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Push Party

A story exploring the relationships of friends celebrating the birth of a second child to one of the group.

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Nedra Snipes, Breezy Leigh, Brittany Davis, Claudia Logan, Clarissa Vickerie and Mikayla Lashae Bartholomew in a scene from Nia Akilah Robinson’s “Push Party” at the Theaterlab (Photo credit: Travis Emery Hackett)

Consider if you will a time in a woman’s life when a first pregnancy is the reality. It is a time of profound changes in everything about a woman’s everyday life. For many women, one of the events that is a part of that first pregnancy is a baby shower. It is a way for the mother-to-be to get support from the women in her community for the transformation in status that will be happening. It is a party celebrating the impending birth with gifts of support for the new child. The presents range from essential items, such as baby bottles, diapers, blankets, crib toys, and infant clothes, to the more elaborate, such as a carriage, baby sling, and crib. It is not typically a celebration focused on the mother, although she is an integral part of the party.

A push party is a celebration of life and family, focusing on a woman who is already a mother and is about to be again. A woman’s second or third time is not as daunting as the first time. By that time, she already has a handle on what is needed and how to provide it, so a party for a yet-to-be-born child is not as exciting, but a party for the mother is a different story.

Push Party is a story by Nia Akilah Robinson that reaches into the supportive community spirit that celebrates a woman’s status as a mother, independent of a child or children. It is a story that explores the relationships of a group of friends as they gather to celebrate the impending birth of a new child to one of their numbers, but in this case, a child that has been born but is not yet in the arms of her mother. It would be a relatively simple story if that were the only focus, but Robinson gives something much more with socio-political commentary on the conditions under which pregnant women must endure in a patriarchal society, and most especially, women of color.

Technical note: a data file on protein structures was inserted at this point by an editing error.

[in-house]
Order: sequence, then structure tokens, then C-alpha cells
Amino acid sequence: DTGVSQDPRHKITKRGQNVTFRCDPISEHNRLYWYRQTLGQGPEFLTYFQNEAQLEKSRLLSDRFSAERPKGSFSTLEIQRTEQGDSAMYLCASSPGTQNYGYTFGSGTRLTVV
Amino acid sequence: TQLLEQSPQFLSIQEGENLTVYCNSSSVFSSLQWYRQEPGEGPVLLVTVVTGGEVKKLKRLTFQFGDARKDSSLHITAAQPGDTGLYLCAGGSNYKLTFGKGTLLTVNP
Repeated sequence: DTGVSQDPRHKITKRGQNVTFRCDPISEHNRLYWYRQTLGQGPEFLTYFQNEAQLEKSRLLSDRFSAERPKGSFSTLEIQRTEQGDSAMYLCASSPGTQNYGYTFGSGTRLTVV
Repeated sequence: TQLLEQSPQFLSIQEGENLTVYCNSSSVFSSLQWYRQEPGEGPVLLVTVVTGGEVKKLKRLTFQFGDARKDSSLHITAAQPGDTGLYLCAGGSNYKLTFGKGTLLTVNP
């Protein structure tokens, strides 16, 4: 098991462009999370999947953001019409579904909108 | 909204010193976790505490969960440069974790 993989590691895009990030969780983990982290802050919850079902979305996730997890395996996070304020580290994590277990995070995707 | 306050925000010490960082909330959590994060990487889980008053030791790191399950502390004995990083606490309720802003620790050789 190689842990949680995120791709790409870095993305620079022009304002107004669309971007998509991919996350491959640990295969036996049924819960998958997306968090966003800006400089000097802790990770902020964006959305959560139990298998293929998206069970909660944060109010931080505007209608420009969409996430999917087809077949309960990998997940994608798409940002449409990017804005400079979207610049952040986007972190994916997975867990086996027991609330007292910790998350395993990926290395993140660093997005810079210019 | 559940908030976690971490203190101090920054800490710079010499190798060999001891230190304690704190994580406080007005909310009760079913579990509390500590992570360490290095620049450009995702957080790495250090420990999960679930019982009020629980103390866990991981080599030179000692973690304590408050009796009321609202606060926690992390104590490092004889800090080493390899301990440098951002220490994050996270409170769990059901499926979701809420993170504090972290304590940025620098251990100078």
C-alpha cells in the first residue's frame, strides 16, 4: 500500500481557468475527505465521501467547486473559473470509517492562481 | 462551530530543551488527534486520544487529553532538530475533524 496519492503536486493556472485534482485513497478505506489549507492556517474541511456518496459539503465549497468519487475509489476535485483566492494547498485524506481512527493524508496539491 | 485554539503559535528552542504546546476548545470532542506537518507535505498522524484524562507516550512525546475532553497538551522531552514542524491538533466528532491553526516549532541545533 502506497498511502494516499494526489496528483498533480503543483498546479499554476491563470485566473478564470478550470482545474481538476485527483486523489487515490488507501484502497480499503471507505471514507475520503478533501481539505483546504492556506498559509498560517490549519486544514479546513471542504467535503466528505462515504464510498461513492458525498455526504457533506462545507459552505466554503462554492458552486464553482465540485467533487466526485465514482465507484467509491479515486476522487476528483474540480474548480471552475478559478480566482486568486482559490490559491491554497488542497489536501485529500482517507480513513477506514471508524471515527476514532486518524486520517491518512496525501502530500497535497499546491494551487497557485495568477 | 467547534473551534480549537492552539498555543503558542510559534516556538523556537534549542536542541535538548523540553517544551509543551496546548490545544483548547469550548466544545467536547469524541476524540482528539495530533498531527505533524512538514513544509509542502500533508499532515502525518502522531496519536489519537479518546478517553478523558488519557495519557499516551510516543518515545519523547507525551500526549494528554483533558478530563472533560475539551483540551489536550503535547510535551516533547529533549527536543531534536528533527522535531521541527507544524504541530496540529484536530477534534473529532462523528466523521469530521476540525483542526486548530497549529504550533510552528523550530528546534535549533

Breezy Leigh and Clarrisa Vickerie in a scene from Nia Akilah Robinson’s “Push Party” at the Theaterlab (Photo credit: Travis Emery Hackett)

Under the direction of Chesray Dolpha, an ensemble of five talented women explores the interpersonal dynamics revealed in what is supposed to be a party of celebration. These women have known each other since their school days, and although their living circumstances are different, they have remained friends over the years.

Lelo is the party organizer, in a sense, the rock that keeps the group focused, although she feels that no one appreciates what she does. Breezy Leigh solidly portrays her. Shadae is the more radical of the group. Claudia Logan effectively presents her as a sassy, progressive-minded, socially committed woman who tends to go off on political rants. Perfect, considered the most “put-together” of the group, is effectively characterized by Nedra Snipes. The final component of the core group is Princess, who is consistently late for meetings and gatherings and is funny but sensitive to being teased. Clarissa Vickerie perfectly embodies the character.

The last woman in this group is Lovely. The party is for her and was intended to be staged before her baby was born, but her daughter was two months premature and is still in the hospital. Mikayla LaShae Bartholomew solidly captures the emotional nuances of a new mother trying to balance the upbeat goal of the party with the darkness she feels in not being able to hold her baby.

Mikayla Lashae Bartholomew and Claudia Logan in a scene from Nia Akilah Robinson’s “Push Party” at the Theaterlab (Photo credit: Travis Emery Hackett)